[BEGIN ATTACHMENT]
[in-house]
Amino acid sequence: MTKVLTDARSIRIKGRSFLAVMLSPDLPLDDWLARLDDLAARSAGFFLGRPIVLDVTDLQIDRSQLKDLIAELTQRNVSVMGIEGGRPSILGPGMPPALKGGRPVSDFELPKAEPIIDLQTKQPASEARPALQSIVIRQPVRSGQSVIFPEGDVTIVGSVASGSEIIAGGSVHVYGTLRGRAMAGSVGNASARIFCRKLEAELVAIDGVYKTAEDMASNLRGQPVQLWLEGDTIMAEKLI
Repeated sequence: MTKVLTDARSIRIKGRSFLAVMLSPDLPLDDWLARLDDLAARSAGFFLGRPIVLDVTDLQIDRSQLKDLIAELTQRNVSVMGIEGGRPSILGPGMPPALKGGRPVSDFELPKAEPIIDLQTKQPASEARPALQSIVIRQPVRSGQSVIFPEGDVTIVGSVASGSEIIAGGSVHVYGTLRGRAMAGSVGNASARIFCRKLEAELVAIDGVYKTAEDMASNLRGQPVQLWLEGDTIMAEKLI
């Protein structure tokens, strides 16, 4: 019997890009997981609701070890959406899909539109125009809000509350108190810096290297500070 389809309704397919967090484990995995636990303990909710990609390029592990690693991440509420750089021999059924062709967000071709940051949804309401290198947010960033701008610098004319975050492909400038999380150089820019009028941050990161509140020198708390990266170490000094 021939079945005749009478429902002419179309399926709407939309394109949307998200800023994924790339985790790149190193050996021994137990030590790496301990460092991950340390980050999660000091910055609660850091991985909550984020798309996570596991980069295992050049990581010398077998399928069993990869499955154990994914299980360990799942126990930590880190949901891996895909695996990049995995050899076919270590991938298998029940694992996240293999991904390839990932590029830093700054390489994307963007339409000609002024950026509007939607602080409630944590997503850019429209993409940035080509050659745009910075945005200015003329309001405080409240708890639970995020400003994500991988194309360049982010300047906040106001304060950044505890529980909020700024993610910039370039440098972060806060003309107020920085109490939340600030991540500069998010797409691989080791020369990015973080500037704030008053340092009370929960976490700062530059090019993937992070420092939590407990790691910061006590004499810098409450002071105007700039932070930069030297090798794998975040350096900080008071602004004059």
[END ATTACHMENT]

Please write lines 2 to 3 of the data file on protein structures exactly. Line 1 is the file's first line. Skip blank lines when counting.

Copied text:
Amino acid sequence: MTKVLTDARSIRIKGRSFLAVMLSPDLPLDDWLARLDDLAARSAGFFLGRPIVLDVTDLQIDRSQLKDLIAELTQRNVSVMGIEGGRPSILGPGMPPALKGGRPVSDFELPKAEPIIDLQTKQPASEARPALQSIVIRQPVRSGQSVIFPEGDVTIVGSVASGSEIIAGGSVHVYGTLRGRAMAGSVGNASARIFCRKLEAELVAIDGVYKTAEDMASNLRGQPVQLWLEGDTIMAEKLI
Repeated sequence: MTKVLTDARSIRIKGRSFLAVMLSPDLPLDDWLARLDDLAARSAGFFLGRPIVLDVTDLQIDRSQLKDLIAELTQRNVSVMGIEGGRPSILGPGMPPALKGGRPVSDFELPKAEPIIDLQTKQPASEARPALQSIVIRQPVRSGQSVIFPEGDVTIVGSVASGSEIIAGGSVHVYGTLRGRAMAGSVGNASARIFCRKLEAELVAIDGVYKTAEDMASNLRGQPVQLWLEGDTIMAEKLI